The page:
Accurate and efficient data collection is crucial for effective evaluation of quality of care. The objective of this study is to compare two methods of data collection used to score quality indicators for musculoskeletal injury management in Emergency departments: prospective observation, and chart audit.
An analysis was undertaken of data collected from 633 patients who presented with a musculoskeletal injury to eight emergency departments in Queensland, Australia in 2016–17. Twenty-two quality indicators were scored using both prospective observation and chart audit data for each occasion of service. Quality indicators were included if they were originally published with both collection methods. Analyses were performed to compare firstly, the quality indicator denominators, and secondly, the quality indicator trigger rates, scored using each collection method. Chi Square statistics were used to identify significant differences.
Prospectively collected data scored quality indicator denominators significantly (p value<0.05) more often than chart audit data for five (22.7 %) of the 22 quality indicators. The remaining 17 quality indicators (77.3 %) showed no statistical differences. When comparing quality indicator trigger rates, 16 (72.7 %) had significantly different results between methods with 12 (54.5 %) scoring higher using prospective data and four (18.2 %) with chart audit data. The remaining six quality indicators (27.3 %) in this comparison showed no significant difference between chart and prospective data.
Quality indicators including aspects of care associated with patient safety, and those relying on clinician written orders or forms were adequately scored using either prospective observation or chart audit data. Whereas quality indicators relying on time-sensitive information, elements of a social history, general physical exams and patient education and advice scored higher using prospective observation data collection.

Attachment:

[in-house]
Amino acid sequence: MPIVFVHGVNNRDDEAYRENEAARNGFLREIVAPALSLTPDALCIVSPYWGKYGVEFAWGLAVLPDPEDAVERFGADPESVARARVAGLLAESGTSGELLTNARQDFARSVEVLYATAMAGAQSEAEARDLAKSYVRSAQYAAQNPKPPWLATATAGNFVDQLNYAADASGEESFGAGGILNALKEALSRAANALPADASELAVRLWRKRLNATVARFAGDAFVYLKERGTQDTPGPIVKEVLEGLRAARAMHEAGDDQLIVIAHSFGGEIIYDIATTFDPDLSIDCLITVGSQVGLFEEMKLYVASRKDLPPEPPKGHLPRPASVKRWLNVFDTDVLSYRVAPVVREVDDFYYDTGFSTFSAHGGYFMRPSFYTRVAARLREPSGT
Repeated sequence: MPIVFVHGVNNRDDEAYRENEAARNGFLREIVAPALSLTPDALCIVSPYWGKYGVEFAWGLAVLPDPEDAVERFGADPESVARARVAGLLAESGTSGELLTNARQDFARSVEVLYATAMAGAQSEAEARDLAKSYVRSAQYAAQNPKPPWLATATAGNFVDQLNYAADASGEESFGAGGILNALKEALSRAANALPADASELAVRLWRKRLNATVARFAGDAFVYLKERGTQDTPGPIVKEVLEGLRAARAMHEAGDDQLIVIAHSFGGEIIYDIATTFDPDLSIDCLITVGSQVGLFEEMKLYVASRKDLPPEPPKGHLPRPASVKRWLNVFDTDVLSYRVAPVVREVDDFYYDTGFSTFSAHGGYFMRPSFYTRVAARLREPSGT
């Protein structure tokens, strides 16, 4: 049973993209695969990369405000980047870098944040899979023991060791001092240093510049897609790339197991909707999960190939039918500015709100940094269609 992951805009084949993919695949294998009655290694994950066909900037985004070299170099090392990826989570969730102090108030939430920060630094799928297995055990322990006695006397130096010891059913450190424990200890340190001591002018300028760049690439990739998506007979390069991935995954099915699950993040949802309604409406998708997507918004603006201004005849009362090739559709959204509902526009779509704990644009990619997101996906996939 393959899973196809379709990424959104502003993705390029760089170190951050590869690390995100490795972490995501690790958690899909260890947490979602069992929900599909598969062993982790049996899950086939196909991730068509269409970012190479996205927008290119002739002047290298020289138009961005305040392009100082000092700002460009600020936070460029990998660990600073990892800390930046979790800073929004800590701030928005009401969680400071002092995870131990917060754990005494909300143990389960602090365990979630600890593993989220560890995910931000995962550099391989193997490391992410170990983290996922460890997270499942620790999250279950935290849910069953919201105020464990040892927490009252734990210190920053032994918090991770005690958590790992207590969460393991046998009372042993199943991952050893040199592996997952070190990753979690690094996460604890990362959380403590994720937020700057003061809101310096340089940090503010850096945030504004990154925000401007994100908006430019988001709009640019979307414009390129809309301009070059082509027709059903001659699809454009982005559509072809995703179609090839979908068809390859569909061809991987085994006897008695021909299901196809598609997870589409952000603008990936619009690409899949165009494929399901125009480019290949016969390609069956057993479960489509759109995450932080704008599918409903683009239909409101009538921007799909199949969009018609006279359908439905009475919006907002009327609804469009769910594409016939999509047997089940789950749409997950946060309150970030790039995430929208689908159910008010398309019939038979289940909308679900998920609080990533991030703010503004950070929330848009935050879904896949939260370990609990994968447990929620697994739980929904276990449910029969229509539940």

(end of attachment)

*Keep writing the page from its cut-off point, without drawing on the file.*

To read this article in full you will need to make a payment
Purchase one-time access:Academic & Personal: 24 hour online accessCorporate R&D Professionals: 24 hour online access
One-time access price info
- For academic or personal research use, select 'Academic and Personal'
- For corporate R&D use, select 'Corporate R&D Professionals'
Subscribe:Subscribe to Australasian Emergency Care
Already a print subscriber? Claim online access
Already an online subscriber? Sign in
Register: Create an account
Institutional Access: Sign in to ScienceDirect
- Organization WH. Quality of care 2022 [accessed 23 August 2022].
- National Health and Medical Research Council. NHMRC levels of evidence and grades for recommendations for developers of guidelines. Working to build a health australia Australian Government, 2009:1–23.
- A comparison of observed versus documented physician assessment and treatment of pain: the physician record does not reflect the reality.Ann Emerg Med. 2008; 52 (doi:10.1016/j.annemergmed.2008.01.004[published Online First:2008/03/15]): 383-389
- Retrospective studies and chart reviews.Respir Care. 2004; 49: 1171-1174
- How valid are medical records and patient questionnaires for physician profiling and health services research?: A comparison with direct observation of patient visits.Med Care. 1998; 36: 851-867
- Systematic review of the Hawthorne effect: new concepts are needed to study research participation effects.J Clin Epidemiol. 2014; 67 (doi:10.1016/j.jclinepi.2013.08.015[published Online First:2013/11/28]): 267-277
- Improving trauma documentation in the emergency department.J Trauma Nurs. 2014; 21 (doi:10.1097/JTN.0000000000000071[published Online First:2014/09/10]): 238-243